To assess the relative magnitude of intracellular free Zn2+ in neurons we utilized the Zn2+-sensitive fluorescent probe FluoZin-3 AM (Molecular Probes, Eugene, OR, USA). FluoZin-3 AM is a cell-permeant, non-ratiometric fluorescent dye that responds robustly to physiological changes in cellular free Zn2+ (Kd for Zn2+ 10–20 nM) and is highly selective for this metal (Devinney et al., 2005). The small-molecule probe fluoresces upon binding Zn2+ and is best suited for assessing the presence of free Zn2+ in cells rather than determining its precise intracellular concentration (Thompson et al., 2002; Kay, 2003). Following treatment with chemical ischemia, neurons were loaded with FluoZin-3 (30 min; 5 μM prepared in buffered solution containing 144 mM NaCl, 3 mM KCl, 10 mM HEPES, 5.5 mM glucose and 5 mg/mL BSA; pH 7.3). The culture-containing glass coverslips were then immediately transferred to a recording chamber (Warner, Hamden, CT, USA) mounted on an inverted epifluorescence microscope super-fused with phenol red-free minimal essential medium, supplemented with 25 mM HEPES and 0.01% BSA. Images were acquired by exciting the fluorescent dye with 490 nm light every 10 s for 5 min using a computer-controlled monochromator (Polychrome II; TILL photonics, Martinsried, Germany) and CCD camera (IMAGO; TILL photonics). Following acquisition of baseline metal levels (for ~100 s), any neuronal free Zn2+ was chelated by superfusing cells with the membrane-permeant Zn2+ chelator N,N,N′,N′-tetrakis (2-pyridalmethyl) ethylenediamine (TPEN; 20 μM). The magnitude of the Zn2+ fluorescence for all neuronal cell bodies in a single field (n = 5–20 neurons) was determined by subtracting the fluorescence signal after TPEN perfusion from the initial baseline signal (ΔFTPEN), as described earlier (Knoch et al., 2008; Aras et al., 2009). With this method, larger ΔFTPEN values correspond to higher amounts of pre-existing free intracellular Zn2+ in neurons (Knoch et al., 2008; Aras et al., 2009; Hershfinkel et al., 2009).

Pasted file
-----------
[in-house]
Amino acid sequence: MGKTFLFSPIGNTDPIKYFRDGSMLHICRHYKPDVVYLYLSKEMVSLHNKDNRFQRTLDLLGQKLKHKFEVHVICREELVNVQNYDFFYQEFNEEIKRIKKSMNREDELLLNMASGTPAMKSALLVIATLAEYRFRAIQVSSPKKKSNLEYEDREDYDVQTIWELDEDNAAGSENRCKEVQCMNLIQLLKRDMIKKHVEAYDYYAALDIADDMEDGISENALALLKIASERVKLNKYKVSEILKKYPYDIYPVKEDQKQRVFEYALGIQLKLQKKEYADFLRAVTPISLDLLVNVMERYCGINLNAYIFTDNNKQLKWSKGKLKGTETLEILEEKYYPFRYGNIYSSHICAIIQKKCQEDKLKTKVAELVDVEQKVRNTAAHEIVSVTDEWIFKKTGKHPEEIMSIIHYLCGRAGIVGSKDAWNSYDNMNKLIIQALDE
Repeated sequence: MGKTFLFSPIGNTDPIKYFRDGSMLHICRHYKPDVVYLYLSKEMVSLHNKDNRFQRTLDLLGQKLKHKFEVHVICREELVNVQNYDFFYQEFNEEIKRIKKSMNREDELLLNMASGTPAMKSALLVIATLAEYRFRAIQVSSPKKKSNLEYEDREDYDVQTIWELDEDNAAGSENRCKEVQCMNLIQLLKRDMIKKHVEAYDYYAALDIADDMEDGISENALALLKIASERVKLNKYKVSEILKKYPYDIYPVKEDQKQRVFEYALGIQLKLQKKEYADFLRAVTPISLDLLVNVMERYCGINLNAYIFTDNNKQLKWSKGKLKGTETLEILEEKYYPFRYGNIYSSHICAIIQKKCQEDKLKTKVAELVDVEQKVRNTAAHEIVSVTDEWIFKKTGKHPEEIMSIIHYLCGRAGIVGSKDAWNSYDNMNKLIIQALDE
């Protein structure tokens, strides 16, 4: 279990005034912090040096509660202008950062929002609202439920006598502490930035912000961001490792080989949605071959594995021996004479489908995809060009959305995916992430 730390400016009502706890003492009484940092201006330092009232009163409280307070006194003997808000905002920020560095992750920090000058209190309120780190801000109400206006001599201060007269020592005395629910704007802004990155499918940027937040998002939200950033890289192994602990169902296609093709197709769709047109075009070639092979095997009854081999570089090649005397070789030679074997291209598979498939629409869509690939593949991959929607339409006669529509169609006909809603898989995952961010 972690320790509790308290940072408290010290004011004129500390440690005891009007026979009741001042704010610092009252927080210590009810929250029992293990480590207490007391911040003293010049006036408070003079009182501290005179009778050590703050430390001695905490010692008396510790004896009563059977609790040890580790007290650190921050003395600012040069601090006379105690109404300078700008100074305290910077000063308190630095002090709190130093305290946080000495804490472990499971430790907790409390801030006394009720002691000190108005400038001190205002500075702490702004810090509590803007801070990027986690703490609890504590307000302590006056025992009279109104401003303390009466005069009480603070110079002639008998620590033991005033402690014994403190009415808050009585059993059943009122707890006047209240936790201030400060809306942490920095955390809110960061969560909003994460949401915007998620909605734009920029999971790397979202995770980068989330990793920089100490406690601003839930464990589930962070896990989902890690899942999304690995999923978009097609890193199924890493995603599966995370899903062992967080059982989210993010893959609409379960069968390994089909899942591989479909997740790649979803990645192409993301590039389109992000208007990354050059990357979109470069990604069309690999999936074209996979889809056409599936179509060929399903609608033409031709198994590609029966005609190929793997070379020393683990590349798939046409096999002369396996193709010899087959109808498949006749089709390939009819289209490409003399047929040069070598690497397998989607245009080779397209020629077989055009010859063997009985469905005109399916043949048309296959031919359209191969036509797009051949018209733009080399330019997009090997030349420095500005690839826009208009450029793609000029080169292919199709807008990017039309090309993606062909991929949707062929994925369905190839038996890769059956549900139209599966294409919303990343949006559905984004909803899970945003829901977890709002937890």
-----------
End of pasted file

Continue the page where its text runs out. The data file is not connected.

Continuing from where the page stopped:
Calcineurin activity was measured using a malachite green-based colorimetric cell-free assay (cat. no. 207005; Calbiochem, San Diego, CA, USA) which utilized human recombinant calcineurin, an RII phosphopeptide substrate and bovine brain calmodulin. Each test sample contained 5 μL calcineurin, 0.15 mM RII phosphopeptide and 0.5 μL calmodulin, as per the manufacturer’s recommended protocol, along with 10 μL of either Zn2+ or TPEN at various concentrations. Following 10 min incubation at 30°C, reactions were terminated with 100 μL malachite green reagent. Color was allowed to develop for 30 min at room temperature before measuring absorbance of each sample at 600 nm (Wallac 1420 Victor2 multilabel counter; Perkin-Elmer, Waltham, MA, USA). Phosphatase activity is expressed as the absorbance at 600 nm, reflecting the amount of free phosphate released and detected by malachite green. Results were obtained from three independent experiments, each performed in duplicate. A standard activity calibration curve was performed with each experiment using phosphate standards.